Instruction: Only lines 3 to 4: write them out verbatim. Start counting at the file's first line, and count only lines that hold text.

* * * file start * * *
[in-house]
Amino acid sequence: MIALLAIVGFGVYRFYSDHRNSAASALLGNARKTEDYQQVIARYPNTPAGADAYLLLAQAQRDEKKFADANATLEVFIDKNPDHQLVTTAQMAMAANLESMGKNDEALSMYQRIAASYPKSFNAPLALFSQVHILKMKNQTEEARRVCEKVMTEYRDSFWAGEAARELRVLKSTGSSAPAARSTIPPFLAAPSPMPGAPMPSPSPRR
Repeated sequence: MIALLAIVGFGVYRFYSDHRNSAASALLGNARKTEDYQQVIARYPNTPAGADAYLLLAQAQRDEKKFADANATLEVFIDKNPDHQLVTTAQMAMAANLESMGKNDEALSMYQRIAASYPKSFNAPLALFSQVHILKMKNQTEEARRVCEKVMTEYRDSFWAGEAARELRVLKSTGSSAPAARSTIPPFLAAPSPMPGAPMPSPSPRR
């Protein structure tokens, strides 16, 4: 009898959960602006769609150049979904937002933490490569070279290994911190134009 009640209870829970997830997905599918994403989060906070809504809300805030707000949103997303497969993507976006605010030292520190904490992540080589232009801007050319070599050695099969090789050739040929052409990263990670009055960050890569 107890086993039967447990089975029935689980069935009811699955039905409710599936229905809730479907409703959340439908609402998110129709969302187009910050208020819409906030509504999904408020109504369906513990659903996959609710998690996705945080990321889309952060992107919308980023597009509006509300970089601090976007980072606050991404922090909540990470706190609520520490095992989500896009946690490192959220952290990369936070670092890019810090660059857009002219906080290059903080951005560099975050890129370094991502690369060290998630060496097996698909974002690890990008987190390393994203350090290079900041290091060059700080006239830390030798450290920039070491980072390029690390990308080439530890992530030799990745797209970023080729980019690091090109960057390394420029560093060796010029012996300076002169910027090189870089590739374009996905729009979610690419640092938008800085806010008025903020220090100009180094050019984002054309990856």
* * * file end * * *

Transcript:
Repeated sequence: MIALLAIVGFGVYRFYSDHRNSAASALLGNARKTEDYQQVIARYPNTPAGADAYLLLAQAQRDEKKFADANATLEVFIDKNPDHQLVTTAQMAMAANLESMGKNDEALSMYQRIAASYPKSFNAPLALFSQVHILKMKNQTEEARRVCEKVMTEYRDSFWAGEAARELRVLKSTGSSAPAARSTIPPFLAAPSPMPGAPMPSPSPRR
């Protein structure tokens, strides 16, 4: 009898959960602006769609150049979904937002933490490569070279290994911190134009 009640209870829970997830997905599918994403989060906070809504809300805030707000949103997303497969993507976006605010030292520190904490992540080589232009801007050319070599050695099969090789050739040929052409990263990670009055960050890569 107890086993039967447990089975029935689980069935009811699955039905409710599936229905809730479907409703959340439908609402998110129709969302187009910050208020819409906030509504999904408020109504369906513990659903996959609710998690996705945080990321889309952060992107919308980023597009509006509300970089601090976007980072606050991404922090909540990470706190609520520490095992989500896009946690490192959220952290990369936070670092890019810090660059857009002219906080290059903080951005560099975050890129370094991502690369060290998630060496097996698909974002690890990008987190390393994203350090290079900041290091060059700080006239830390030798450290920039070491980072390029690390990308080439530890992530030799990745797209970023080729980019690091090109960057390394420029560093060796010029012996300076002169910027090189870089590739374009996905729009979610690419640092938008800085806010008025903020220090100009180094050019984002054309990856």